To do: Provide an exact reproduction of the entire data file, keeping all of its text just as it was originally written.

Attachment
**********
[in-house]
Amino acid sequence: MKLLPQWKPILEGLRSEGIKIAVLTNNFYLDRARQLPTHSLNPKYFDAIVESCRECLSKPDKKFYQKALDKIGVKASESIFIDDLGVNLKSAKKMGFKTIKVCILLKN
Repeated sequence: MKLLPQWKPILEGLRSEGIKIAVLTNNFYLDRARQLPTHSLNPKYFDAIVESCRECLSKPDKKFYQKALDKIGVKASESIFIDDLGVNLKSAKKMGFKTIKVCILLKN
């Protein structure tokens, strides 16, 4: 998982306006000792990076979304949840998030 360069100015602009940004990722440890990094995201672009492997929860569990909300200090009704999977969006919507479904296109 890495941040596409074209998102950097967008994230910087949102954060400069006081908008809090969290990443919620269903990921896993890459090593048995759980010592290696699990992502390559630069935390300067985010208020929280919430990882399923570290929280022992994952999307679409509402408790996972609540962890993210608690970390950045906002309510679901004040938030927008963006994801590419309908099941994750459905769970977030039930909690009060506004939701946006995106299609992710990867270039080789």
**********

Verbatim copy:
[in-house]
Amino acid sequence: MKLLPQWKPILEGLRSEGIKIAVLTNNFYLDRARQLPTHSLNPKYFDAIVESCRECLSKPDKKFYQKALDKIGVKASESIFIDDLGVNLKSAKKMGFKTIKVCILLKN
Repeated sequence: MKLLPQWKPILEGLRSEGIKIAVLTNNFYLDRARQLPTHSLNPKYFDAIVESCRECLSKPDKKFYQKALDKIGVKASESIFIDDLGVNLKSAKKMGFKTIKVCILLKN
């Protein structure tokens, strides 16, 4: 998982306006000792990076979304949840998030 360069100015602009940004990722440890990094995201672009492997929860569990909300200090009704999977969006919507479904296109 890495941040596409074209998102950097967008994230910087949102954060400069006081908008809090969290990443919620269903990921896993890459090593048995759980010592290696699990992502390559630069935390300067985010208020929280919430990882399923570290929280022992994952999307679409509402408790996972609540962890993210608690970390950045906002309510679901004040938030927008963006994801590419309908099941994750459905769970977030039930909690009060506004939701946006995106299609992710990867270039080789």